Genetic condition causes dental defects in a wild chimpanzee


Many people have pits and grooves on their teeth. These defects, called enamel hypoplasia, are universal in human populations and in many groups almost all individuals will have at least one defect. Caused during formation when enamel fails to form correctly, the vast majority of instances are caused by disturbances in the first few years of life, such as illness, malnutrition, and disease. However, in a small number of cases, these defects have a genetic origin.

Enamel defects that are directly caused by genetic factors are termed amelogenesis imperfecta. Enamel imperfections can range dramatically in appearance, due mostly to the fact that a variety of different genetic mutations can be involved. Teeth may display pitting but there may also be whole sections of enamel that are missing. Additionally, teeth may be discoloured and enamel may be abnormal in density and thickness. These different characteristics can often be associated with different forms, and taken as a whole are relatively common in humans, affecting around one in every thousand people. Therefore, it is surprising that up to now no cases have been described in other primates.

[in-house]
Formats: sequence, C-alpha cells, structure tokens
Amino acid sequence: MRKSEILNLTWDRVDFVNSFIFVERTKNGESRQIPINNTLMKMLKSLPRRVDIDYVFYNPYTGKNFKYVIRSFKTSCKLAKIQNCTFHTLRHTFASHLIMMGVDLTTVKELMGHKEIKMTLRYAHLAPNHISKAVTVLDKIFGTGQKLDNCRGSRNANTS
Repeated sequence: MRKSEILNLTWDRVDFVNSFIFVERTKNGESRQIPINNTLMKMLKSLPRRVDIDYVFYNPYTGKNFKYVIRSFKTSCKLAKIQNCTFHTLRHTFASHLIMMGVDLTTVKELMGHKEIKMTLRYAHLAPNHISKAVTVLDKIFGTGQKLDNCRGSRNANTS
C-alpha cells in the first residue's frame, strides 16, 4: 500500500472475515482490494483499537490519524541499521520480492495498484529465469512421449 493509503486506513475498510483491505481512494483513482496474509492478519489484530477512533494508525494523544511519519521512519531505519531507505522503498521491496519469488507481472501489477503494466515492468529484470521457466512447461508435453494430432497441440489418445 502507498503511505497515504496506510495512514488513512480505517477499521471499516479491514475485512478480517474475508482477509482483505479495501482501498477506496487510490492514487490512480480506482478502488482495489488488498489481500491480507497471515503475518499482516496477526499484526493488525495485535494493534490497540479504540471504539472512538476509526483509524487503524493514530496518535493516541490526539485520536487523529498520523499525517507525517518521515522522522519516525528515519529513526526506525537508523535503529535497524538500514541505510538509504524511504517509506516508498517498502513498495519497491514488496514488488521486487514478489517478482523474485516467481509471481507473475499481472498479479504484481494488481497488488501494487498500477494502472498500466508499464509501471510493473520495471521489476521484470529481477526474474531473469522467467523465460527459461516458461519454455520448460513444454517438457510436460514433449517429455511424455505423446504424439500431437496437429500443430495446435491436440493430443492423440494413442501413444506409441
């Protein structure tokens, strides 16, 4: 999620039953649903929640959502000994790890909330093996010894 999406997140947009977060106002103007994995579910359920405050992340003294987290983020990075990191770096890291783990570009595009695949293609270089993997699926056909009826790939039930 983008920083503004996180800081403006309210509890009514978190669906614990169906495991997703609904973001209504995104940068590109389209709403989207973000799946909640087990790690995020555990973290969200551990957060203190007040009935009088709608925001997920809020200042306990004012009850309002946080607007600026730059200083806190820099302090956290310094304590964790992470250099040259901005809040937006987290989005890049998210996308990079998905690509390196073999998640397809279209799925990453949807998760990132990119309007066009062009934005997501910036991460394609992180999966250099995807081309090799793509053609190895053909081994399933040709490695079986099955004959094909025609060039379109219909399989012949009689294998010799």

Figure 1

Female chimpanzee showing enamel defects and a congenital missing tooth

In a recent study my colleagues and I describe the first case of amelogenesis imperfecta in a non-human primate. An adult female chimpanzee shows dental characteristics that support a diagnosis of a particular type of genetic condition found in humans. Given how closely related we are to chimpanzees this is perhaps not surprising, and the same mutation may well be responsible. However, in humans the range of defects identified, and corresponding genes involved, is growing rapidly and the complexity of how these defects form is still largely unknown. Therefore, it will be interesting to see further examples in other primate species to see if similar patterns are common.


Article: Amelogenesis imperfecta in the dentition of a wild chimpanzee

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Ian Towle

Ian Towle

I have recently completed a PhD at Liverpool John Moores University. My research focuses on diet and behavior in human evolution through studying teeth.

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